6. A method according to claim 5, wherein step ii) comprises automatically generating the inferred information from previous inferred information.
7. A method according to claim 5, wherein step ii) is performed by means for inferring logic predicates based on rules and conditions.
8. A method according to claim 5, wherein step ii) is performed by means of Bayesian networks trained with the entered semantic information.
9. A computer program comprising computer program code means adapted for performing the stages of the method according to claim 5, when the computer program is executed in a computer, a digital signal processor, an application-specific integrated circuit, a microprocessor, a microcontroller or any other form of programmable hardware.
FIELD OF THE INVENTION
 The present invention is applied to the telecommunications field, and more specifically, to the automatic update of information in computer applications such as social networks.
BACKGROUND OF THE INVENTION
 A number of microblogging (publication of short texts informing about the current status of a person and what he/she does on a day to day basis) initiatives have currently been started by different companies. The use of this phenomenon is surpassing classic blogging, in which people publish more detailed texts about specific subjects or diverse opinions. There are alternatives designed for both Web social network platforms and for mobiles for the products currently on the market.
 A social network, in this context, is a computer tool which is usually accessed through a web interface although there are also social networks accessible from mobile telephones. Social networks allow users to keep in touch with their friends and acquaintances, share multimedia contents, publish their status, exchange messages, etc., either for entertainment purposes, work purposes or any other type of purpose.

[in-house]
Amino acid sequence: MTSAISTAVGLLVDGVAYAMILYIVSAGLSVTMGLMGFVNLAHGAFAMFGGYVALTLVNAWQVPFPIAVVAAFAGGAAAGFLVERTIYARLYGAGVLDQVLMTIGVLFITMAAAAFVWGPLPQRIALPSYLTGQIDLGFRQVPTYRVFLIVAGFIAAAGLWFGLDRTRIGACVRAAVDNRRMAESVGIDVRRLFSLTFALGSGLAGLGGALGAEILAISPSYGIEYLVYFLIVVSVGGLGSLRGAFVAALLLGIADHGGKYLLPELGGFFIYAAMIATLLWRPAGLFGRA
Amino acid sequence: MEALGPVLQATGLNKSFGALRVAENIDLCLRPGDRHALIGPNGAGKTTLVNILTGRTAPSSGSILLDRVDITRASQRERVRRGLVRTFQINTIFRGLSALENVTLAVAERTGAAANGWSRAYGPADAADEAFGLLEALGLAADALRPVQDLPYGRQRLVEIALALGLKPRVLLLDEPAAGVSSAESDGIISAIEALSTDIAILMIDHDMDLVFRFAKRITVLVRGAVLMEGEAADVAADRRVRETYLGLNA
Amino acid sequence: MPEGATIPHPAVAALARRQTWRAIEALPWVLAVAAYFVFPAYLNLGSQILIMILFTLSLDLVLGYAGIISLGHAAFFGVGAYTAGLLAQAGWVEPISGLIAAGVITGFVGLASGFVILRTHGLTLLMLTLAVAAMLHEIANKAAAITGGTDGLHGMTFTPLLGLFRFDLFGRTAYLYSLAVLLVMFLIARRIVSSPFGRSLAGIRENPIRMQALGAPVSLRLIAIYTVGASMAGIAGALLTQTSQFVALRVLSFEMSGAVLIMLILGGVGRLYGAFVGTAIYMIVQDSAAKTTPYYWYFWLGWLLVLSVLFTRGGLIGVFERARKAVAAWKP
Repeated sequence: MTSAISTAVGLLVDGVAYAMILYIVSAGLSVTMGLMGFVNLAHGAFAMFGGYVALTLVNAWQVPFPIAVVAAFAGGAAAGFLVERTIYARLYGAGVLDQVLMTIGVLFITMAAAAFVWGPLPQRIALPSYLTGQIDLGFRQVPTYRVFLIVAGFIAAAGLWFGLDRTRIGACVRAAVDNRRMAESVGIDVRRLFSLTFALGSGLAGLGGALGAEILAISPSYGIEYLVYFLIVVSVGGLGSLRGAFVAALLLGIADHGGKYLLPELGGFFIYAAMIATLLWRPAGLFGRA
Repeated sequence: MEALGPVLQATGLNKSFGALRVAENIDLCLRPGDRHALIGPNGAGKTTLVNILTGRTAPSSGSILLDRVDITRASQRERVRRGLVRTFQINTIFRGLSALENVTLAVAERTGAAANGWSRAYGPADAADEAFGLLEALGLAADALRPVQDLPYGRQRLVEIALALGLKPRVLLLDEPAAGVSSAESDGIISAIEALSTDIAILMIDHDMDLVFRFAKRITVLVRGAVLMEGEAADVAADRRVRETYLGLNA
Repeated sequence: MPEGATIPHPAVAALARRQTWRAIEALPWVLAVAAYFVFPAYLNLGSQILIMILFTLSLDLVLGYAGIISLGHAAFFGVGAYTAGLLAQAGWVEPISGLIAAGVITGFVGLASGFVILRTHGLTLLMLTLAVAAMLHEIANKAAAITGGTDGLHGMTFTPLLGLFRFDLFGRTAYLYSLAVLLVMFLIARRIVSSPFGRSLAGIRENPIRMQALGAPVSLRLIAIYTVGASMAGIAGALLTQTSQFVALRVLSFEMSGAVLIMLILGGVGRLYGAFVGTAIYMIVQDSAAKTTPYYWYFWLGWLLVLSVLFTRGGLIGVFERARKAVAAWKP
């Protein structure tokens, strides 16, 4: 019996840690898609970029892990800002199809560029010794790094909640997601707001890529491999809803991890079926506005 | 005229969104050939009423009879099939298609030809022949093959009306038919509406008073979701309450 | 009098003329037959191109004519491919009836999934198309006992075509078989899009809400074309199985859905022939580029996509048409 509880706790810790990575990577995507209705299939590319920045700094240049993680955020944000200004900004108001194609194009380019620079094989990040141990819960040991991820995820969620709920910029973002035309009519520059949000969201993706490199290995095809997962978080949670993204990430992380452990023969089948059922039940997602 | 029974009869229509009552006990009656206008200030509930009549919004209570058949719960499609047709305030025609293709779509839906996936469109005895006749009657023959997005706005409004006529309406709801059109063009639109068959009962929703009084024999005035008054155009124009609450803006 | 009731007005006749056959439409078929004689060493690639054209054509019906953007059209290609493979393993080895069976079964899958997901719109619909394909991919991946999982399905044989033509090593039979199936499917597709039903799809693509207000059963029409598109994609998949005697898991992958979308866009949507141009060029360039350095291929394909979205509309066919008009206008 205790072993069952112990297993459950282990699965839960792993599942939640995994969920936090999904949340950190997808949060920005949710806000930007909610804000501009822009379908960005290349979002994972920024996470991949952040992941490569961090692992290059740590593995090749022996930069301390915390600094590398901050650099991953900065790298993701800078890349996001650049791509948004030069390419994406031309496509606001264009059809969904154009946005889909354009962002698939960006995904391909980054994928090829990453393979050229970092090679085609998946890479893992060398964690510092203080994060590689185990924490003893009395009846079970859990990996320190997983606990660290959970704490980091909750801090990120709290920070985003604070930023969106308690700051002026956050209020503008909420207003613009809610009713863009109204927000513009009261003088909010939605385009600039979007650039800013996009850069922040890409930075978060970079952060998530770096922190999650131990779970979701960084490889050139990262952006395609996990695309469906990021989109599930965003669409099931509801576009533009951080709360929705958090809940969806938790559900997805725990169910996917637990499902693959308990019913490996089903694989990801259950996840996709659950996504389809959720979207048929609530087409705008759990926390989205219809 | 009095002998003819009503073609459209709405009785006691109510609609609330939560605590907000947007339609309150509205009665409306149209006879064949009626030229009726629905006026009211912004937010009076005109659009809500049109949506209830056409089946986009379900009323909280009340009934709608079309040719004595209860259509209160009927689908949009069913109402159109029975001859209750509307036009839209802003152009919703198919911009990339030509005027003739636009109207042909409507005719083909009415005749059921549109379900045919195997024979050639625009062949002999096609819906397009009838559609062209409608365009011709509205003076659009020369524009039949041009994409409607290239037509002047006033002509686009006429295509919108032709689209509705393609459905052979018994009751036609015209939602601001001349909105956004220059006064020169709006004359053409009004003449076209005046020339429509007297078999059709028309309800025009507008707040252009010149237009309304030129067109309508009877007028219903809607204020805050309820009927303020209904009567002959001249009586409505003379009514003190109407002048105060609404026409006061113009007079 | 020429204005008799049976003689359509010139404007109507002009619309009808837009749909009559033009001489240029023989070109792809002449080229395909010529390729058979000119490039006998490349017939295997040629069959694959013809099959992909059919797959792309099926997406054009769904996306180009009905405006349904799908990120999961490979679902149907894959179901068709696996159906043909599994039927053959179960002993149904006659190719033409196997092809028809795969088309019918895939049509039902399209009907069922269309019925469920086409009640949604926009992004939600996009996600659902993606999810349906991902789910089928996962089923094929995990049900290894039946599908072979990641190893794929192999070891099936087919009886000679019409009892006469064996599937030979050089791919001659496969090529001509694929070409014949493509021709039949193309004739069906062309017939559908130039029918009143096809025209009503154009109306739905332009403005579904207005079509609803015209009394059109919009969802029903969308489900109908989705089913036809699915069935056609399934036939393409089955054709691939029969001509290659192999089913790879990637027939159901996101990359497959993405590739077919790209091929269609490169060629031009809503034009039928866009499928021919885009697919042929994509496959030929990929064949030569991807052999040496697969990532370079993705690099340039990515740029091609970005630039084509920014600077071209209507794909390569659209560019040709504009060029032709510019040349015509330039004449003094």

Instant messaging systems such as MSN Messenger were possibly one of the first to provide microblogging, which in its latest versions allows each user to publish a short text with the current status, which will subsequently appear next to the nickname (a name chosen by the user).
 With respect to purely Web versions, the most emblematic product is Twitter (http://twitter.com), one of the pioneers and the most popular in the microblogging world. It enables publishing short messages of around 150 characters which essentially describe what is being done at any given time. The page also allows keeping track of other users to receive their new messages.